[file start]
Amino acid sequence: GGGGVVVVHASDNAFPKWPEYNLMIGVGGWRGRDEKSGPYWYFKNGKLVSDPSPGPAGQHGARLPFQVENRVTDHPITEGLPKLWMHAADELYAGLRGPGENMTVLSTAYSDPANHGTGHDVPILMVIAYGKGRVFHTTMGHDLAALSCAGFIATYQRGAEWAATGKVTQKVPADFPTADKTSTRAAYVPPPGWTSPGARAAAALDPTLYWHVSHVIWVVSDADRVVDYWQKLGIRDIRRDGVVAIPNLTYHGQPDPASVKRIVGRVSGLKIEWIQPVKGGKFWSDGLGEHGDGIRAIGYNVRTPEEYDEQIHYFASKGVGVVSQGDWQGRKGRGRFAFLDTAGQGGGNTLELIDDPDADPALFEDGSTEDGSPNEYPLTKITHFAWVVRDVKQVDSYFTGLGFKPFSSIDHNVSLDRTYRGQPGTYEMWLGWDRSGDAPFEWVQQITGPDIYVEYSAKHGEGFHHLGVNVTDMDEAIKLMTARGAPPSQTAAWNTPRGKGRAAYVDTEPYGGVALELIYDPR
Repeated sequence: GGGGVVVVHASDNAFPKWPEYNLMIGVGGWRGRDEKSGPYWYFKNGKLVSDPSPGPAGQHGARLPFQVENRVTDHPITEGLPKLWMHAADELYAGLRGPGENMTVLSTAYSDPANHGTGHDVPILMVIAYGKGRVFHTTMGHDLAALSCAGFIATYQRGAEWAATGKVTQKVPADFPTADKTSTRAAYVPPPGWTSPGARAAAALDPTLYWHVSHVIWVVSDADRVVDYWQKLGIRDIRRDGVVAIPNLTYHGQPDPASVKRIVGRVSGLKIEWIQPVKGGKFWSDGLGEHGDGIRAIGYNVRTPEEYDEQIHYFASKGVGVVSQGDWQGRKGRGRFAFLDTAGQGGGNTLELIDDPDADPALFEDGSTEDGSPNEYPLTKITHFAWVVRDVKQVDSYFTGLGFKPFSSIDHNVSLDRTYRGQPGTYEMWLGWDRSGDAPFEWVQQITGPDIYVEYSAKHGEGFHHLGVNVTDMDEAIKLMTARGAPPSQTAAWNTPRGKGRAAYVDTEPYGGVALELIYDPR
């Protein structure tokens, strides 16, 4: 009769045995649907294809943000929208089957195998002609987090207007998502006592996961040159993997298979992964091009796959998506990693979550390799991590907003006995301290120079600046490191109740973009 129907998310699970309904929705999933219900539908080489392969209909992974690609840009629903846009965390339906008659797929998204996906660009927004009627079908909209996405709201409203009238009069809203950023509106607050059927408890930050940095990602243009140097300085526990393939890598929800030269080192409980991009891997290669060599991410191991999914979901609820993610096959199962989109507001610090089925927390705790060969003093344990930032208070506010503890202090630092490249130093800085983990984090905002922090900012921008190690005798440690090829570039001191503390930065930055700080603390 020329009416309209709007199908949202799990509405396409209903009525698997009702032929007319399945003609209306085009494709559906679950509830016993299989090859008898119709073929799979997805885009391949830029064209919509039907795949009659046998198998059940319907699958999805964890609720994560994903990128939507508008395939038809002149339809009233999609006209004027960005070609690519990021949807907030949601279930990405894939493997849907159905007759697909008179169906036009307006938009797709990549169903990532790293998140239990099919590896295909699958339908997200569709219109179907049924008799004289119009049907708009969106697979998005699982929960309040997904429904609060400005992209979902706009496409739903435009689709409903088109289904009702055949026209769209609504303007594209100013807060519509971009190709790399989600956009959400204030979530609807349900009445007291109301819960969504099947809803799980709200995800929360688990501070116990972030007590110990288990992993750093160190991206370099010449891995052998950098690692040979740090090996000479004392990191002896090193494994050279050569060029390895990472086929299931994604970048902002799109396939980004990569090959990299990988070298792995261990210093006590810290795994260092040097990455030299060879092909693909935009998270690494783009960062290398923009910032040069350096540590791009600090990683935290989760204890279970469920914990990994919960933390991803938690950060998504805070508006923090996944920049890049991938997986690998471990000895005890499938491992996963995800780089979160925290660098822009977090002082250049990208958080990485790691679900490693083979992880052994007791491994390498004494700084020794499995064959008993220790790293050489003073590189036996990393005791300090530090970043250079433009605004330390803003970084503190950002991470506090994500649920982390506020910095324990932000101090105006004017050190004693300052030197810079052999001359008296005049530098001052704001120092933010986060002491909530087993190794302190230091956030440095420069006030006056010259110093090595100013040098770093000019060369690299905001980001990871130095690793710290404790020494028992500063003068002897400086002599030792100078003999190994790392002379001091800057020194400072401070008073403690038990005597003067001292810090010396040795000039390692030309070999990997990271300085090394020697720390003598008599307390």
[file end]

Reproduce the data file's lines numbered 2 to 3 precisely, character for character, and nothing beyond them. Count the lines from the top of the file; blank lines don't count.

Repeated sequence: GGGGVVVVHASDNAFPKWPEYNLMIGVGGWRGRDEKSGPYWYFKNGKLVSDPSPGPAGQHGARLPFQVENRVTDHPITEGLPKLWMHAADELYAGLRGPGENMTVLSTAYSDPANHGTGHDVPILMVIAYGKGRVFHTTMGHDLAALSCAGFIATYQRGAEWAATGKVTQKVPADFPTADKTSTRAAYVPPPGWTSPGARAAAALDPTLYWHVSHVIWVVSDADRVVDYWQKLGIRDIRRDGVVAIPNLTYHGQPDPASVKRIVGRVSGLKIEWIQPVKGGKFWSDGLGEHGDGIRAIGYNVRTPEEYDEQIHYFASKGVGVVSQGDWQGRKGRGRFAFLDTAGQGGGNTLELIDDPDADPALFEDGSTEDGSPNEYPLTKITHFAWVVRDVKQVDSYFTGLGFKPFSSIDHNVSLDRTYRGQPGTYEMWLGWDRSGDAPFEWVQQITGPDIYVEYSAKHGEGFHHLGVNVTDMDEAIKLMTARGAPPSQTAAWNTPRGKGRAAYVDTEPYGGVALELIYDPR
């Protein structure tokens, strides 16, 4: 009769045995649907294809943000929208089957195998002609987090207007998502006592996961040159993997298979992964091009796959998506990693979550390799991590907003006995301290120079600046490191109740973009 129907998310699970309904929705999933219900539908080489392969209909992974690609840009629903846009965390339906008659797929998204996906660009927004009627079908909209996405709201409203009238009069809203950023509106607050059927408890930050940095990602243009140097300085526990393939890598929800030269080192409980991009891997290669060599991410191991999914979901609820993610096959199962989109507001610090089925927390705790060969003093344990930032208070506010503890202090630092490249130093800085983990984090905002922090900012921008190690005798440690090829570039001191503390930065930055700080603390 020329009416309209709007199908949202799990509405396409209903009525698997009702032929007319399945003609209306085009494709559906679950509830016993299989090859008898119709073929799979997805885009391949830029064209919509039907795949009659046998198998059940319907699958999805964890609720994560994903990128939507508008395939038809002149339809009233999609006209004027960005070609690519990021949807907030949601279930990405894939493997849907159905007759697909008179169906036009307006938009797709990549169903990532790293998140239990099919590896295909699958339908997200569709219109179907049924008799004289119009049907708009969106697979998005699982929960309040997904429904609060400005992209979902706009496409739903435009689709409903088109289904009702055949026209769209609504303007594209100013807060519509971009190709790399989600956009959400204030979530609807349900009445007291109301819960969504099947809803799980709200995800929360688990501070116990972030007590110990288990992993750093160190991206370099010449891995052998950098690692040979740090090996000479004392990191002896090193494994050279050569060029390895990472086929299931994604970048902002799109396939980004990569090959990299990988070298792995261990210093006590810290795994260092040097990455030299060879092909693909935009998270690494783009960062290398923009910032040069350096540590791009600090990683935290989760204890279970469920914990990994919960933390991803938690950060998504805070508006923090996944920049890049991938997986690998471990000895005890499938491992996963995800780089979160925290660098822009977090002082250049990208958080990485790691679900490693083979992880052994007791491994390498004494700084020794499995064959008993220790790293050489003073590189036996990393005791300090530090970043250079433009605004330390803003970084503190950002991470506090994500649920982390506020910095324990932000101090105006004017050190004693300052030197810079052999001359008296005049530098001052704001120092933010986060002491909530087993190794302190230091956030440095420069006030006056010259110093090595100013040098770093000019060369690299905001980001990871130095690793710290404790020494028992500063003068002897400086002599030792100078003999190994790392002379001091800057020194400072401070008073403690038990005597003067001292810090010396040795000039390692030309070999990997990271300085090394020697720390003598008599307390």